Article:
Federal agency reopens discussion on quiet zones for Colorado trains

Tony Villalobos

For over a decade, noise from trains passing through Fort Collins has been heard. 

The railroad passes through the City, cutting through the downtown district with 12 street crossings. Federal train regulations require that trains must use their horn prior to an intersection, causing the horn to be in effect for the majority of its passage through Fort Collins.

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With numerous complaints in neighboring communities in Colorado, the Federal Railroad Administration has decided to reopen discussion on potential quiet zones, and is offering a chance for community members to comment online.

“I think people get very frustrated with the level of noise,” said Ginny Sawyer, Project and Policy Manager at the City of Fort Collins. 

Last year, the City petitioned the FRA for a waiver to portion the Train Horn Rule. The petition would have waived the federal requirement for seven of the 12 intersections with Mason Street downtown to limit noise.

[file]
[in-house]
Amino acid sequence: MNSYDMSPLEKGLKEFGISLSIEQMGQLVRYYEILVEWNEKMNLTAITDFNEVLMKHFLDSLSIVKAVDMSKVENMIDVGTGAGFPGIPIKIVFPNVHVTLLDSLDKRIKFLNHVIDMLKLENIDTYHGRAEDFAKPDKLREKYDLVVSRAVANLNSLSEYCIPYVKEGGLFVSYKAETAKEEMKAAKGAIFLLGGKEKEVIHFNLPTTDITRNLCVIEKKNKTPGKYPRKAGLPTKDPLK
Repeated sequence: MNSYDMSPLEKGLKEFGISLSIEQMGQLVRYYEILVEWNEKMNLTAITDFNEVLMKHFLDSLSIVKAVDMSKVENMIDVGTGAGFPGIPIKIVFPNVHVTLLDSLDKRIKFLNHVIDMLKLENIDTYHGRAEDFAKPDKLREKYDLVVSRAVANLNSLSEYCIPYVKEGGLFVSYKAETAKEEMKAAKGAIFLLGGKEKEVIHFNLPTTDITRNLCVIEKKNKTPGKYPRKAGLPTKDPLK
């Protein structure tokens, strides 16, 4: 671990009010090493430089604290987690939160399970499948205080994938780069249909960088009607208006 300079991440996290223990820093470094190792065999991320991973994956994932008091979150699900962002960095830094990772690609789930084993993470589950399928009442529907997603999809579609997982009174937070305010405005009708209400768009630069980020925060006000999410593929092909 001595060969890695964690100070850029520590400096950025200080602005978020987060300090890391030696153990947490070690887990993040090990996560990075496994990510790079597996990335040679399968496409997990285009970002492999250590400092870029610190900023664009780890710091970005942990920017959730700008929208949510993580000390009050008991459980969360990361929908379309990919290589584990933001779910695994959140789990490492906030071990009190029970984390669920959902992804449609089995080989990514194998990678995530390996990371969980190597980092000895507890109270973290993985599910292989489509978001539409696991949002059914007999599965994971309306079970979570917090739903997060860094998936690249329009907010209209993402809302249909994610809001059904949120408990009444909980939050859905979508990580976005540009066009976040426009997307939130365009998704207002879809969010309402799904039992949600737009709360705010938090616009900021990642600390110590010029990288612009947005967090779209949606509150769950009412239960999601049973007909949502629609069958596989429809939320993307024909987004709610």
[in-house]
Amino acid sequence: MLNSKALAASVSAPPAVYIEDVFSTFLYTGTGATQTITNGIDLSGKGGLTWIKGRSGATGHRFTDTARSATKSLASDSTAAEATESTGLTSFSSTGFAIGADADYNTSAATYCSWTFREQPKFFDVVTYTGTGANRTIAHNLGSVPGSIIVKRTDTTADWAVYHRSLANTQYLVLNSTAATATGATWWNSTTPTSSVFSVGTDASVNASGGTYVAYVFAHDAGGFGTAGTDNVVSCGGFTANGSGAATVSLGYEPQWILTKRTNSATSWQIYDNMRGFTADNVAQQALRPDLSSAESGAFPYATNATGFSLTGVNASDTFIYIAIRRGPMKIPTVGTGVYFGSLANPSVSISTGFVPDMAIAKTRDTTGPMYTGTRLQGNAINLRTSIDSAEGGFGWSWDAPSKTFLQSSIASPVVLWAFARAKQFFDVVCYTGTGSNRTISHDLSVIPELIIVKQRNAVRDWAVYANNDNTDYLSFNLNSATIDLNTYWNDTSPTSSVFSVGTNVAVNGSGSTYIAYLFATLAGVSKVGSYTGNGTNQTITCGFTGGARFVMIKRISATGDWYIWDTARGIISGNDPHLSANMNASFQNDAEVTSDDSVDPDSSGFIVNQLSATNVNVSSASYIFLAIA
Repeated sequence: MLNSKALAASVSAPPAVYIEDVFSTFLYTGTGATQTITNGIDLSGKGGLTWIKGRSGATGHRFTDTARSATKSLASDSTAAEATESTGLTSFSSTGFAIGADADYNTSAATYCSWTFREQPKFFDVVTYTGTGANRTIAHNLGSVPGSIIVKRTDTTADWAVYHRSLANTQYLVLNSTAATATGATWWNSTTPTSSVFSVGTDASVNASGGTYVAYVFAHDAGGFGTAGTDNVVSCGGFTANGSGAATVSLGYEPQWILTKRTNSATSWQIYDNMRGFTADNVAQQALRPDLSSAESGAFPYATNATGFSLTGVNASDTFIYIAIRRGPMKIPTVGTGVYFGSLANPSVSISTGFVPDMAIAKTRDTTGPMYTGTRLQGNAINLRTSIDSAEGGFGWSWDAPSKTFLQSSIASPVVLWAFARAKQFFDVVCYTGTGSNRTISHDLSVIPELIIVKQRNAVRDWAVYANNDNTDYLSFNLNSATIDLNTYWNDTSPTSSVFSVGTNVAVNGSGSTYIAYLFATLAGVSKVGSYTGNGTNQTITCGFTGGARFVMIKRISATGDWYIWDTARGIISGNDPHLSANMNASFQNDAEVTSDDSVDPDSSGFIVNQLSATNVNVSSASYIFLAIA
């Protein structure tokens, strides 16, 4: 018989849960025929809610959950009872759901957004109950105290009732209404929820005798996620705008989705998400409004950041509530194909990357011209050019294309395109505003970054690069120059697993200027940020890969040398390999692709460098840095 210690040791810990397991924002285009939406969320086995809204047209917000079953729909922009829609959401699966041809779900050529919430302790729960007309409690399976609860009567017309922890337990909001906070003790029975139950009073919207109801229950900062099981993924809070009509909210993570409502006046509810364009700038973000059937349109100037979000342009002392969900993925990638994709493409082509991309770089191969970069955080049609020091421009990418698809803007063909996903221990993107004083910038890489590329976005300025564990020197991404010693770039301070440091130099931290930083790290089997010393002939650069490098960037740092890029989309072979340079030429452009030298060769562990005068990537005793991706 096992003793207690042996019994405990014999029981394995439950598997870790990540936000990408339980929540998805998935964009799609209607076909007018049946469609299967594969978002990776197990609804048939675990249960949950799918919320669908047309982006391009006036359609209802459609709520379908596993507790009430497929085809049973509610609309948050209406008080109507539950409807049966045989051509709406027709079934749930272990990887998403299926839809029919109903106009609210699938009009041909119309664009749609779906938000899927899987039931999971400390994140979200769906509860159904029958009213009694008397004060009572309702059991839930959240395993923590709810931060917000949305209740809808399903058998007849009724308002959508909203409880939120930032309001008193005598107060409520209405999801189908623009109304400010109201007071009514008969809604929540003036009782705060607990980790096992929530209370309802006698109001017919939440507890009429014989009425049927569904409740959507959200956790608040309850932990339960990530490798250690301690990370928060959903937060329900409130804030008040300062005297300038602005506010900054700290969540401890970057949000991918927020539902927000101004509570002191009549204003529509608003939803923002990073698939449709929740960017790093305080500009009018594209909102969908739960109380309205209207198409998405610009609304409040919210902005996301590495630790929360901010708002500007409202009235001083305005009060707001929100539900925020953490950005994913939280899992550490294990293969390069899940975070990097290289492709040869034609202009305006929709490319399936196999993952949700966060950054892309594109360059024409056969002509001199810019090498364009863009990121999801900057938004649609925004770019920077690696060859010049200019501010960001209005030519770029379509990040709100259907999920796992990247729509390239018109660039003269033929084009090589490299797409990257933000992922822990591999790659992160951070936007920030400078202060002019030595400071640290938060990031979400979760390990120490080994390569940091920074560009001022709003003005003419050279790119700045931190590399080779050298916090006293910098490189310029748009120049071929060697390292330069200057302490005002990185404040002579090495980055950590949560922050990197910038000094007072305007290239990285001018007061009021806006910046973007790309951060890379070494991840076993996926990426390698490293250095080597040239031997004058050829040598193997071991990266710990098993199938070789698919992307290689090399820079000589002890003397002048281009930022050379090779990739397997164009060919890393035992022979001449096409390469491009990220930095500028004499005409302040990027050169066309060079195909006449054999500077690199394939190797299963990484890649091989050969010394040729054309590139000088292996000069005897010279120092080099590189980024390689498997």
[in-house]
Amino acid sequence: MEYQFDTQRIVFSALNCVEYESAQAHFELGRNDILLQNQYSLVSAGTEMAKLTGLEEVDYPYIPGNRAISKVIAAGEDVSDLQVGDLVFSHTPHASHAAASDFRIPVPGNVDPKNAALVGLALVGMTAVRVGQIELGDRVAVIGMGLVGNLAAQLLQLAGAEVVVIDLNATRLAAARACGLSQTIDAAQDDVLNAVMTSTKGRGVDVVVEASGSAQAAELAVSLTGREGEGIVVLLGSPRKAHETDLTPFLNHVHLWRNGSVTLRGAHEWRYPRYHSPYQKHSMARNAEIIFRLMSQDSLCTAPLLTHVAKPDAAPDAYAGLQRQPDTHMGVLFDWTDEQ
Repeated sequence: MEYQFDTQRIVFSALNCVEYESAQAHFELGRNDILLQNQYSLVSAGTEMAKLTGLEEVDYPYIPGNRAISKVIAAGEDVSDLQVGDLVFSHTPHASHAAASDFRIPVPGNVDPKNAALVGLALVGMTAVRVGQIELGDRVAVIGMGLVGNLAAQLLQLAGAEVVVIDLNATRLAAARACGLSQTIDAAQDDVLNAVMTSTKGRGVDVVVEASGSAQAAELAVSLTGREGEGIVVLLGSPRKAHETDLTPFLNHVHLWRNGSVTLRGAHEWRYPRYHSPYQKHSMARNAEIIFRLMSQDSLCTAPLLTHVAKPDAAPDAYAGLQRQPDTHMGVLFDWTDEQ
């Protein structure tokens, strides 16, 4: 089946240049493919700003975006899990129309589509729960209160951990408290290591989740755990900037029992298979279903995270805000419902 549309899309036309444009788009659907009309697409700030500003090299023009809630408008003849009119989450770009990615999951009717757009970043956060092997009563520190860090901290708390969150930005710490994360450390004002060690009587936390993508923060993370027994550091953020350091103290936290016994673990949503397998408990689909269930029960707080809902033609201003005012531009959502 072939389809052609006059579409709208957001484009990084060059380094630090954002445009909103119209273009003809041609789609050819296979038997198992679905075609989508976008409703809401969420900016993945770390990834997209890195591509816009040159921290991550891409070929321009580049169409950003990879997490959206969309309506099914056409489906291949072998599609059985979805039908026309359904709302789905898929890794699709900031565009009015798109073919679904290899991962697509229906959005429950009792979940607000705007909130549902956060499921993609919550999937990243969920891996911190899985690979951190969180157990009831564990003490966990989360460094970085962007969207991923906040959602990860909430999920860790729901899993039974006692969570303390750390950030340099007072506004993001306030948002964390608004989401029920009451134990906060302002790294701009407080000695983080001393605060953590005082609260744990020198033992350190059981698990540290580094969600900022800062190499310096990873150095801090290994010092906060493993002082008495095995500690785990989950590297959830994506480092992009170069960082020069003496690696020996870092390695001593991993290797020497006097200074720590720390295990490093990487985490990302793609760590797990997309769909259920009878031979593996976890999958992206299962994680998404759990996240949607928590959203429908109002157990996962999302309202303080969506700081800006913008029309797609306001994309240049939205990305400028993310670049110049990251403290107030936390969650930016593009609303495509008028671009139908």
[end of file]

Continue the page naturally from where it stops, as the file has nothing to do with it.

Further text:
The petition was denied by the FRA, despite the City’s effort.

The waiver cited the unique nature of Mason Street, where the tracks run down the center of the street. 

Though trains do not frequently hit pedestrians in Fort Collins, the most recent fatal train accident occurred June 29. According to an investigation by the Fort Collins Police, the collision occurred in an area with no traffic or pedestrian crossings that necessitated a sounding of the horn, but upon seeing a group of people close to the tracks, the conductor slowed the train and sounded the horn in an attempt to prevent the collision.

“We are trying to ensure and meet the FRA safety standards while still doing some noise reductions,” Sawyer said.

Collegian Reporter Tony Villalobos May can be reached at news@collegian.com or on Twitter at @TonyTheGnarly.